The Famine of Baba Yaga
Here, it is always the same brittle year: nightjars
shrill in the canopy, and a crone (like the specter
of a lost history) spoons the shimmer of a moon,
and whatever darklight that is unshimmerable, into a cauldron.
Reflections of the girl she never was, shimmer there too.
Baba Yaga, grinding the pestle, riding the mortar, roosts
in her bony house, tethered between its cockerel legs
and the moon's umbilical pull. Between tidal tug
and spurred fury. Long gone are the fatted days
of young women, chalk-soft, come to wheedle her conjury.
Valiants too. And like their fairer counterparts,
their thick toothsome flesh filled her cookpot, their lard,
yellow as butter, greased her lithic skin, oiled it
to a high shine. The only voices in this graywood
are crow-call and the frantic wind lifting cinderflake
from her blooded hearth, licking wormwood
into leaf swirl, parching the thin, claustral shell of her heart.
In her unalterable world, winter's knot never loosens.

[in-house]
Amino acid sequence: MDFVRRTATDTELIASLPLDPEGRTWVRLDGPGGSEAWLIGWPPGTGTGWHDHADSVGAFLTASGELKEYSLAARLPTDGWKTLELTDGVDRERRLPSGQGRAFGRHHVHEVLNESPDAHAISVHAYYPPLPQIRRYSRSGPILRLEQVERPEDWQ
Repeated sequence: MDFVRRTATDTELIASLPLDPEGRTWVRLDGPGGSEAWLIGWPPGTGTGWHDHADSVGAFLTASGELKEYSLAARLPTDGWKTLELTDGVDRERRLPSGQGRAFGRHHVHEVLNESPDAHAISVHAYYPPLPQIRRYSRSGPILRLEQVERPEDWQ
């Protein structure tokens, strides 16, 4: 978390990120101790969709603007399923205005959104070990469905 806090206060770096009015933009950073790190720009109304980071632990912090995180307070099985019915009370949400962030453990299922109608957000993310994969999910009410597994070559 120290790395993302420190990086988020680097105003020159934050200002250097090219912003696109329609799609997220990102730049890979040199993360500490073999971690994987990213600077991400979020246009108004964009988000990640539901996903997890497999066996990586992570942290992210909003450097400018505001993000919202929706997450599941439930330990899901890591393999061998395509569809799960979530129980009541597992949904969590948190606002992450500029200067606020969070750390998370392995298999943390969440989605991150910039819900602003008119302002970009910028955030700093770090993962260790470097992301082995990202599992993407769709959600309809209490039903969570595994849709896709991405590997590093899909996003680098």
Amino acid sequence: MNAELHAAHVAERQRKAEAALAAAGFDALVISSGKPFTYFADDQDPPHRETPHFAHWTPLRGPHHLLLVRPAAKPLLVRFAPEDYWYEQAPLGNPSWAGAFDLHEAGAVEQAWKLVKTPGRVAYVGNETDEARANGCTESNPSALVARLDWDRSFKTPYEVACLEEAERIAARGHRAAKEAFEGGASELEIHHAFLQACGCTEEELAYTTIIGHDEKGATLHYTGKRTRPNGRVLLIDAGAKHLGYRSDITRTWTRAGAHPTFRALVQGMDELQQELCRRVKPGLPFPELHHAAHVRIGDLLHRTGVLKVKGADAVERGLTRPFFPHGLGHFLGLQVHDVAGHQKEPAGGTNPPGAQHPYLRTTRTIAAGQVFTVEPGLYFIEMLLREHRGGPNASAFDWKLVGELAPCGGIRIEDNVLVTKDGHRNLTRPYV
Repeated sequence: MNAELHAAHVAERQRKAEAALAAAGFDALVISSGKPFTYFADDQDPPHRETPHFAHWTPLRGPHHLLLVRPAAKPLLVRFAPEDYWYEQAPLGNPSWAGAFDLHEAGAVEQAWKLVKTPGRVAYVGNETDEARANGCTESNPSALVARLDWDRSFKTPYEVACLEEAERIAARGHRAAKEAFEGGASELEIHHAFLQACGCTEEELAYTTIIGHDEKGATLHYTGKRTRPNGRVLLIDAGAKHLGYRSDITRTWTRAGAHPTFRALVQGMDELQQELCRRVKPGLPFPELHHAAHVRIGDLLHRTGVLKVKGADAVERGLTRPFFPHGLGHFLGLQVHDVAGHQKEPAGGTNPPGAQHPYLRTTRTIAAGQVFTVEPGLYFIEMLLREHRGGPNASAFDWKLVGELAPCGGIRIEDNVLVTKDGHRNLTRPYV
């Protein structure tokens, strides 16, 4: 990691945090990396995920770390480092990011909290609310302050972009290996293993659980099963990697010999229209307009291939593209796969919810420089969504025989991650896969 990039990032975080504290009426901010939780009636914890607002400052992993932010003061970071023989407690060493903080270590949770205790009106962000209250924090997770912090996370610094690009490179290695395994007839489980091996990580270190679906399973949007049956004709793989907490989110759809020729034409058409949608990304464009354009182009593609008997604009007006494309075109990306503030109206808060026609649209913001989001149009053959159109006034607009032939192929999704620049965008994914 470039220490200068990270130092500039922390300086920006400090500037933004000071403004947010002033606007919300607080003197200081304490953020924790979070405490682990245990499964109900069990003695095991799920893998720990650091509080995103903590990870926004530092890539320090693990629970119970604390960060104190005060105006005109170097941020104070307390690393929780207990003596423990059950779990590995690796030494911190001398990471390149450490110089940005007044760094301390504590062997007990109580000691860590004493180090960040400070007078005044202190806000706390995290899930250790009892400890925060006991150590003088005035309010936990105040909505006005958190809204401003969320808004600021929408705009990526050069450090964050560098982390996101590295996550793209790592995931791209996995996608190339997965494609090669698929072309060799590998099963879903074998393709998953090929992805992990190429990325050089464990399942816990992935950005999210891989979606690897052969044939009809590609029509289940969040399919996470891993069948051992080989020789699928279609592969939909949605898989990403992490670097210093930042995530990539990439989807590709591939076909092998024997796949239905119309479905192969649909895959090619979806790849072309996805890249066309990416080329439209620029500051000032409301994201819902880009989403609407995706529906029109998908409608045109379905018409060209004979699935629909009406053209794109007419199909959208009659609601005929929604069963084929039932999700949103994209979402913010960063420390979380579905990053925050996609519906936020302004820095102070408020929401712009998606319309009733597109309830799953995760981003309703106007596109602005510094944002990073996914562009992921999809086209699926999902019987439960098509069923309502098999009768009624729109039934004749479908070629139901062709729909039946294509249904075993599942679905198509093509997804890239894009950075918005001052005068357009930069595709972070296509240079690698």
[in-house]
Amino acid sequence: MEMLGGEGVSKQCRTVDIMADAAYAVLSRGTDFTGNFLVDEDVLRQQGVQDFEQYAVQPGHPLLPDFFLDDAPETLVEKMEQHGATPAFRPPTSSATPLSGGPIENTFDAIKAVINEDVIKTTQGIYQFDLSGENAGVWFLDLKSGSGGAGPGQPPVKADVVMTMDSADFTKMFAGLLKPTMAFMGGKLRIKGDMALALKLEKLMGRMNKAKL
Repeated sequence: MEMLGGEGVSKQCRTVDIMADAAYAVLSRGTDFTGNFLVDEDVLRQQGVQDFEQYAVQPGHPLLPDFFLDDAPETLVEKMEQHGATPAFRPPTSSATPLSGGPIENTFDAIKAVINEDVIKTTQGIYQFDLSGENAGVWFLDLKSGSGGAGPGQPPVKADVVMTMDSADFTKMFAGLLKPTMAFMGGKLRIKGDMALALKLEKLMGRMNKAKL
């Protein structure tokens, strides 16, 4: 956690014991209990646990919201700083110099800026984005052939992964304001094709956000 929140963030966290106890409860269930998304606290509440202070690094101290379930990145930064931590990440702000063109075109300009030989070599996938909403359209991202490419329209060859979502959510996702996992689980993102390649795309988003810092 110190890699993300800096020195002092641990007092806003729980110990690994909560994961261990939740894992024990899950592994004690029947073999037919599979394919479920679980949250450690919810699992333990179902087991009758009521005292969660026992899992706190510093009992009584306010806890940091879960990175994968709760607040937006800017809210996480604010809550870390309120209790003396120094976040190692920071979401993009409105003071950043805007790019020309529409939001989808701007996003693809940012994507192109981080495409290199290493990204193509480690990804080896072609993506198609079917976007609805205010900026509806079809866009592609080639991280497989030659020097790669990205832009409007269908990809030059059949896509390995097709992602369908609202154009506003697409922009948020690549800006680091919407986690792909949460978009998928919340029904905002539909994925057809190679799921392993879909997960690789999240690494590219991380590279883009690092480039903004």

And the only starry glimmer is firefly flicker
over the kitchen midden, or the dun carp,
their backs seining her lightless tarn. Sometimes, she croons
as she carves infant faces on bone-dolls, and dreams
of children soft in their beds: that good meat. She shakes
with twin hungers: insatiable ache to devour marrow-sweet
limbs, and the gutting ache to be a vessel, (the untenanted hollow
pitched between her knobbed hips swelling with pulse
and kick). Nurslings cradled to her breast. Cat-like
she longs to lap their milky breath, nuzzle their egg-fragile heads.
Baba Yaga pulls handfuls of rue and witch-parsley
from her garden, seasons her pot. Tips icy light
into its iron belly. Stokes an appetite she will never fill.